A bipartisan crackdown on Chinese forced labor has put Western corporations on notice—and could pave the way for Washington to finally support the International Criminal Court.
Forced labor has gotten new attention as part of China’s horrific repression of its Uighur minority in Xinjiang, which also includes cultural genocide, imprisonment, and torture. A number of investigations and reports from the region have shed light on state-sponsored forced-labor camps, with the number of camps only growing with time. Numbers are hard to come by, but human rights organizations estimate that up to 1.5 million Uighurs, Kazakhs, and other Turkic minorities are being detained in as many as 1,000 concentration camps across Xinjiang.
The beneficiaries of China’s abysmal human rights abuses include a long list of companies operating in the region, many of them suppliers to Western corporations. A report issued by the U.S. Congressional-Executive Commission on China in March included a list of companies “suspected of directly employing forced labor or sourcing from suppliers that are suspected of using forced labor,” including Adidas, Coca-Cola, Costco, H&M, Kraft Heinz, Nike, and Patagonia.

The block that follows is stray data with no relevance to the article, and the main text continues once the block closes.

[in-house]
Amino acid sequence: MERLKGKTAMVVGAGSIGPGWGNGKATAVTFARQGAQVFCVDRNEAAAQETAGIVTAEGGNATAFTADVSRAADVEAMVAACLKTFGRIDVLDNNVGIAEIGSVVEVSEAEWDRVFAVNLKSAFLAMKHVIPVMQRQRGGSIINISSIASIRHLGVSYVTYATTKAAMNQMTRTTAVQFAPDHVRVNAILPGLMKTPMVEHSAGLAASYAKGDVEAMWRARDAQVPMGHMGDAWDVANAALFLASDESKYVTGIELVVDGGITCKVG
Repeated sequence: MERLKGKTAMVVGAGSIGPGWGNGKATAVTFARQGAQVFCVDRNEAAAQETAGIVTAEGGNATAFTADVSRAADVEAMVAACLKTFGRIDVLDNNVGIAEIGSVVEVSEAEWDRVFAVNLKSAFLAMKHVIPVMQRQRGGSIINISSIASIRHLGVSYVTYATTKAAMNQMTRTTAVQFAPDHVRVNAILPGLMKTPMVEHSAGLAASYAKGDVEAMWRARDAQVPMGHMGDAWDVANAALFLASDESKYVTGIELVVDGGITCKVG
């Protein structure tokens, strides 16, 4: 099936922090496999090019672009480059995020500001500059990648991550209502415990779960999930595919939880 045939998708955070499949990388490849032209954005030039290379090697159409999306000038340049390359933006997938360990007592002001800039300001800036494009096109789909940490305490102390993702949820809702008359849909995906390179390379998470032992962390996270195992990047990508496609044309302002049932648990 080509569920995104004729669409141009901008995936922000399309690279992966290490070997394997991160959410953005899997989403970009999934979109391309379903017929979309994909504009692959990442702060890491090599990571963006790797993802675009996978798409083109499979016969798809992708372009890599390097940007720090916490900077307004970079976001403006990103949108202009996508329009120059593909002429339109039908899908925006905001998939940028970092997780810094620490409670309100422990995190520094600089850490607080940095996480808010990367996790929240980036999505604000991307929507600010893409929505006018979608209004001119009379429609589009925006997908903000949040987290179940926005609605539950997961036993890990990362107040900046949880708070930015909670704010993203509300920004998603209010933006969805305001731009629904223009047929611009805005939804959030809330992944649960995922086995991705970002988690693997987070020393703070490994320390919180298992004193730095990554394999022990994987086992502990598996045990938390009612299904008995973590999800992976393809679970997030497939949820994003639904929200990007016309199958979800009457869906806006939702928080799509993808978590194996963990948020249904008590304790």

With human rights in China one of the few topics on which there is bipartisan agreement in the United States, the U.S. House of Representatives in September passed the Uyghur Forced Labor Disclosure Act of 2020 and the Uyghur Forced Labor Prevention Act with almost unanimous support. Both bills seek to address the growing use of forced labor in global supply chains. While the first would require U.S.-based companies to provide quarterly reports of operations in the Xinjiang region, the second would expose companies to criminal proceedings should forced labor be found in their supply chains.